News & Politics

Vets For Bernie: Why the Most Anti-War Candidate Has Many Military Supporters

Sanders' career in Congress has been living testimony to the fact that opposing wars but supporting our soldiers are not mutually exclusive goals.

WASHINGTON, DC - MARCH 9, 2015:- U.S. Senator Bernie Sanders (Independent -Vermont) speaks at a luncheon at the National Press Club
Photo Credit: Albert H. Teich / Shutterstock.com

When then-freshman Vermont Congressman Bernie Sanders first arrived in Washington, D.C., he didn't first tend to the great social democratic causes that he spent his life working on: a national living wage, health care for all, or expanding labor unions.

Rather, the very first bill he introduced was H.R. 695 – the Guard and Reserve Family Protection Act of 1991. The purpose of the bill was to make sure that reserve and National Guard soldiers who were deployed to serve in the Gulf War were entitled to any pay they may have missed as a result of going to war, to ensure that their deployment wages were equal to their civilian wages.

Sanders' career in Congress has been living testimony to the fact that opposing wars but supporting our soldiers are not mutually exclusive goals. He has been a consistent advocate for both active duty military and veterans, and there are now signs that those veterans are returning the favor, organizing for his campaign.

A Steadfast Advocate For Veterans

“He works for veterans. He’s not just saying that. He does do the work,” said Brenda Cruickshank a retired Army nurse who served as the past commander of the Vermont Veterans of Foreign Wars (VFW), over the summer. Indeed, last spring the national VFW presented Sanders with its 2015 Congressional Award:

That award came after Sanders forged a successful compromise to overhaul the Veterans Administration (VA), which had been plagued in scandals over its inability to handle its intake. “Last year when we had the scandal at the VA, he was incredibly effective, engaged in getting the legislation passed, in getting it funded. Frankly, without him, I don’t think we would have gotten it done because there was a lot of name-calling but there wasn’t a lot of constructive, ‘OK, here’s the resources. …’ And he did it,” said Senator Jack Reed (D-RI), noting how crucial Sanders was to the overhaul.


The praise for Sanders for his leadership on the VA issue was bipartisan. The deal wouldn't have gone down without the support of Sen. John McCain (R-AZ), who worked closely with Sanders. “I found him to be honorable and good as his word. And his word was good,” said McCain. “Senator Sanders understands what it takes to get legislation across the goal line,” said Sen. Richard Burr (R-NC) of the VA compromise. “I think he's very outspoken in terms of where he is ideologically. But when he gets down to the need of get legislation into law, then I find him to be one who's willing to sit down and compromise and negotiate to get a final product.”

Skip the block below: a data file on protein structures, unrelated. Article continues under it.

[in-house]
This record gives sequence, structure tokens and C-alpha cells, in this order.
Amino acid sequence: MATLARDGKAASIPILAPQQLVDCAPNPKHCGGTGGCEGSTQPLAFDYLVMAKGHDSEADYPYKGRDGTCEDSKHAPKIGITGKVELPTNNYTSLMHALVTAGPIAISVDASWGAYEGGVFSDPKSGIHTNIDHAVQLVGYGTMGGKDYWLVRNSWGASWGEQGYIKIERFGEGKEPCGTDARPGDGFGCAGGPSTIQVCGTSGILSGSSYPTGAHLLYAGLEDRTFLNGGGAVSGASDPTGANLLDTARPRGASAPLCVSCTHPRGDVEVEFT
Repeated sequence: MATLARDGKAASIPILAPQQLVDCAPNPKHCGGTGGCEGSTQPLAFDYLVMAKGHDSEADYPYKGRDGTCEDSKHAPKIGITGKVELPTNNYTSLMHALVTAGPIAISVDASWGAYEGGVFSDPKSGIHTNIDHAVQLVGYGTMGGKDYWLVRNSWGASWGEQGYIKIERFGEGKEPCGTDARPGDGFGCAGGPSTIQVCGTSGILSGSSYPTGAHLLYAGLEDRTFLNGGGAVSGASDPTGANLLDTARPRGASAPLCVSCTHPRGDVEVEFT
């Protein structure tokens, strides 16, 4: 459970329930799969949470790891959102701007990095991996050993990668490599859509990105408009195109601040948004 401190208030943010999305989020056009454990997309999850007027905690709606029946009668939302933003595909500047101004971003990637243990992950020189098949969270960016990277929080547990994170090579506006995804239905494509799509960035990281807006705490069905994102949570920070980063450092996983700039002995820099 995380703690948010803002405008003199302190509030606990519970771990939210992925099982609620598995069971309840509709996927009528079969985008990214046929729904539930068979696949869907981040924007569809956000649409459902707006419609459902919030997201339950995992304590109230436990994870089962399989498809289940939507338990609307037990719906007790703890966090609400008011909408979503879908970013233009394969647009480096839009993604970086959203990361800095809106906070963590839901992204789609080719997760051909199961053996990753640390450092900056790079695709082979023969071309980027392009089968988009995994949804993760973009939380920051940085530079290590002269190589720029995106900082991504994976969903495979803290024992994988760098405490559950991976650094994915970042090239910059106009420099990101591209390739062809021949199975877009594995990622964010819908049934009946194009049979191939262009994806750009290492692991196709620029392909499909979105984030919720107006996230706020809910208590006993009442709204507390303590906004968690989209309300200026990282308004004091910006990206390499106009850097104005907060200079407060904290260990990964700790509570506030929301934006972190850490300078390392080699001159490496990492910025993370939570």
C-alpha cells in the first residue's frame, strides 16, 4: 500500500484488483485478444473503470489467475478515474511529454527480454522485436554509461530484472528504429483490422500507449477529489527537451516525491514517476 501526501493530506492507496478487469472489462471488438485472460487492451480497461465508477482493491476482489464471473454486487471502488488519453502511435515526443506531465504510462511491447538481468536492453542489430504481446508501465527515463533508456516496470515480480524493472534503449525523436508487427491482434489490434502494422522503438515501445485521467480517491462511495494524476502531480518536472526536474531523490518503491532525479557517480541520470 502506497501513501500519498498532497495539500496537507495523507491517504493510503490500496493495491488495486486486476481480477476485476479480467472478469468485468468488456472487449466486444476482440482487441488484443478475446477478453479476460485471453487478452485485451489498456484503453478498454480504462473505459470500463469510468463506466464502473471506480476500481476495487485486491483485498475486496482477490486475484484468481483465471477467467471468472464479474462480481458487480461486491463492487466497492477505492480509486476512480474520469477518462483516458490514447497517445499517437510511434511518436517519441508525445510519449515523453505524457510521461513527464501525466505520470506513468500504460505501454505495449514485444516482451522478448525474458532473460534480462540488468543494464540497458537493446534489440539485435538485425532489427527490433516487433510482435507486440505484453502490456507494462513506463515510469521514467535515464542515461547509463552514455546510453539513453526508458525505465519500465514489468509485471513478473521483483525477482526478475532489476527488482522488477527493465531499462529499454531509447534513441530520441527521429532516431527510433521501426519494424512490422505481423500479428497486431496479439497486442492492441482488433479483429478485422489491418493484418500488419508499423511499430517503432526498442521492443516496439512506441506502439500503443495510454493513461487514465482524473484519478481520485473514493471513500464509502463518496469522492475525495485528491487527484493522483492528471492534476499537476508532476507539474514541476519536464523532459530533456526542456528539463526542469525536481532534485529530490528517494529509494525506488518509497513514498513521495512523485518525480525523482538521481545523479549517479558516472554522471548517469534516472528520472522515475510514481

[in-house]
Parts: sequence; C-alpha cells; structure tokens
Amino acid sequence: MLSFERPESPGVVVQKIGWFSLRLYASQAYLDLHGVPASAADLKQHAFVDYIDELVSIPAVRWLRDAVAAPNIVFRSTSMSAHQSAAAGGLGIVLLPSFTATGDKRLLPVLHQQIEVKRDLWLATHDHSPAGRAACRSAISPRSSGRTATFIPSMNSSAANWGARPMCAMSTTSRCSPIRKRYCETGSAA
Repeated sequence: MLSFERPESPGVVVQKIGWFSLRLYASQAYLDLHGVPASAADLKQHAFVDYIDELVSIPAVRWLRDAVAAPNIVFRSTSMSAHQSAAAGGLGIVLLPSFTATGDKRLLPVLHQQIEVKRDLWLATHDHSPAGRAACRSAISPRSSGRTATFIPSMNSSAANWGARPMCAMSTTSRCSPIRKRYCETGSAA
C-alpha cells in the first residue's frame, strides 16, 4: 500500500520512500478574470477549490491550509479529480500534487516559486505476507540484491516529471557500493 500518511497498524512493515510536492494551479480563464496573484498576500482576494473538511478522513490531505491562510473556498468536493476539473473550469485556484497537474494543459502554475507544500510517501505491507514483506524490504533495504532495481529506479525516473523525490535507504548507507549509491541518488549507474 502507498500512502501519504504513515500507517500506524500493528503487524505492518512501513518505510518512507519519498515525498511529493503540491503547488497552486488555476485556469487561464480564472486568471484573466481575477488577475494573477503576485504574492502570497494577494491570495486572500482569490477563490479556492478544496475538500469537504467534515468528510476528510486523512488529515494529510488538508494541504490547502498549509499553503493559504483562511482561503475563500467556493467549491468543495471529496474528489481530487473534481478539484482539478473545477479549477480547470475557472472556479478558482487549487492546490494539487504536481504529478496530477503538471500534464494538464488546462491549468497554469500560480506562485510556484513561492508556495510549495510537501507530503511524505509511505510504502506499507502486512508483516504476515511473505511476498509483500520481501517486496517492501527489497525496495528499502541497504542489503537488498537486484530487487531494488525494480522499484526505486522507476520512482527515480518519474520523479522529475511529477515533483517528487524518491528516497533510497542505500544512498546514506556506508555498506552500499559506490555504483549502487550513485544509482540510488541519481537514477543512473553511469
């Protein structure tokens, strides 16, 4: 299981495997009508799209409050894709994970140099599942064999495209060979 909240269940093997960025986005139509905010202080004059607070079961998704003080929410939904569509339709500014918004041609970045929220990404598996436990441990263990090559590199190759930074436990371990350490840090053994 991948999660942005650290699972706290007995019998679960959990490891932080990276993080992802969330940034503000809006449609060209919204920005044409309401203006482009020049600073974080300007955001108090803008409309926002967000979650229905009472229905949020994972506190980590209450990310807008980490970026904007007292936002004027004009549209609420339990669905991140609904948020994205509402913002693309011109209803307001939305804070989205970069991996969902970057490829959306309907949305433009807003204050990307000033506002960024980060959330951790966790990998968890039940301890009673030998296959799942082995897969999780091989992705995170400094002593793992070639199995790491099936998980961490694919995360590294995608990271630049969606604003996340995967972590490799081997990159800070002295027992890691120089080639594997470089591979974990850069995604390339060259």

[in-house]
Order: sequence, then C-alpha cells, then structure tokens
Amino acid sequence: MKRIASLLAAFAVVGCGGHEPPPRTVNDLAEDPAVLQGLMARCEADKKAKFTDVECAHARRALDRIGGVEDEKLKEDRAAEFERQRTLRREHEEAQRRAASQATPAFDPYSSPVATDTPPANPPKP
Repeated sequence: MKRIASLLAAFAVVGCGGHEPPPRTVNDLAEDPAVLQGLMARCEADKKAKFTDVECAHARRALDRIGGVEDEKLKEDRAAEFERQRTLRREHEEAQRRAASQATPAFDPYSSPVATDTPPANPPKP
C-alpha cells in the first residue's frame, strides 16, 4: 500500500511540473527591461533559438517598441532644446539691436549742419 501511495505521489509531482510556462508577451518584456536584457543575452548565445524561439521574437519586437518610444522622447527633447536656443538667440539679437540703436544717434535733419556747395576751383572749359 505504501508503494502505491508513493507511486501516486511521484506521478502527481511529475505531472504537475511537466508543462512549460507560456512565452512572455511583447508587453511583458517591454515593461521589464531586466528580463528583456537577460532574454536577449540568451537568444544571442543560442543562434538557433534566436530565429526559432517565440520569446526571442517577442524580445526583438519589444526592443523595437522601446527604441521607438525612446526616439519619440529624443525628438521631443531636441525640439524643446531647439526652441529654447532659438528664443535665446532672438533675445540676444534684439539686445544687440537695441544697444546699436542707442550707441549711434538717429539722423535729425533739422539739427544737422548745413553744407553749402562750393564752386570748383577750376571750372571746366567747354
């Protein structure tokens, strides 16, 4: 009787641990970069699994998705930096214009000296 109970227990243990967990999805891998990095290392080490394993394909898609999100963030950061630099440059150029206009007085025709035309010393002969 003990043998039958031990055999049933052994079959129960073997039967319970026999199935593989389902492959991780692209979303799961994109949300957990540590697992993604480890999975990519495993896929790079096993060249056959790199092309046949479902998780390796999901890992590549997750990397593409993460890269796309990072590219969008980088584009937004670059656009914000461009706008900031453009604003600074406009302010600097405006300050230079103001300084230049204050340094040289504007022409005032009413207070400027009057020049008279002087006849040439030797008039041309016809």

The VFW award joins numerous other awards Sanders has received for his work for veterans, including the 2014 American Legion Patriot Award and the Military Officers Association of America Colonel Arthur T. Marix Congressional Leadership Award, given to Sanders in April 2014.

Returning The Favor

It's no surprise that Sanders's work for veterans is now leading many veterans to support him. An affinity group, Veterans for Bernie, has launched to mobilize veterans who support Sanders. The site pushes out social media content based around endorsements from individual veterans, such as this one from Doc Bergeron, Navy vet:

The group is currently led by Tyson Manker, an Iraq war veteran who joined the military in August 2000 and was incensed by the September 11th attacks, but calls his trust in Bush to go after the people who did the attacks “sorely misplaced.”

Manker recalls that when he returned home in 2003, “there were literally no PTSD psychological counseling services of any kind...They shipped us home and that was it.” The next year, he tried to seek help at the VA in Springfield, Illinois but was told there was nothing they could do for him.

He started doing drugs and and drinking heavily until in 2007 he was nearly stabbed to death in Austin, TX. Manker saw this as a wake up call and decided to take out loans to go to college and law school. Today he is an attorney and an adjunct professor.

While in college, he learned about Bernie Sanders during a class project. As a fellow independent, Manker came to admire the Senator, believing him to be above the corruption he saw in the political process, and even showed up at his very first rally at Drake University, in Des Moines.

Today Manker spends half a dozen hours a day organizing veterans to support the Sanders candidacy. “When most every politician gives lip-service to military personnel, Bernie Sanders gets stuff done. He's heard hundreds of testimonials, and he understands our issues. He's the only candidate who talks about, let alone understands, the "true costs of war." Frankly, he has demonstrated a genuine concern American Veterans and the issues we face. As President, I know Bernie will never rush to judgment on foreign policy issues, or lie about his intentions. I know that he'll never put troops into harm's way unless it's absolutely necessary to keeping America safe. And I know that he will fundamentally transform the VA into a leading example of modern healthcare, one that is worthy of all Veterans,” says Manker.
 

 

 

Zaid Jilani is an AlterNet staff writer. Follow @zaidjilani on Twitter.

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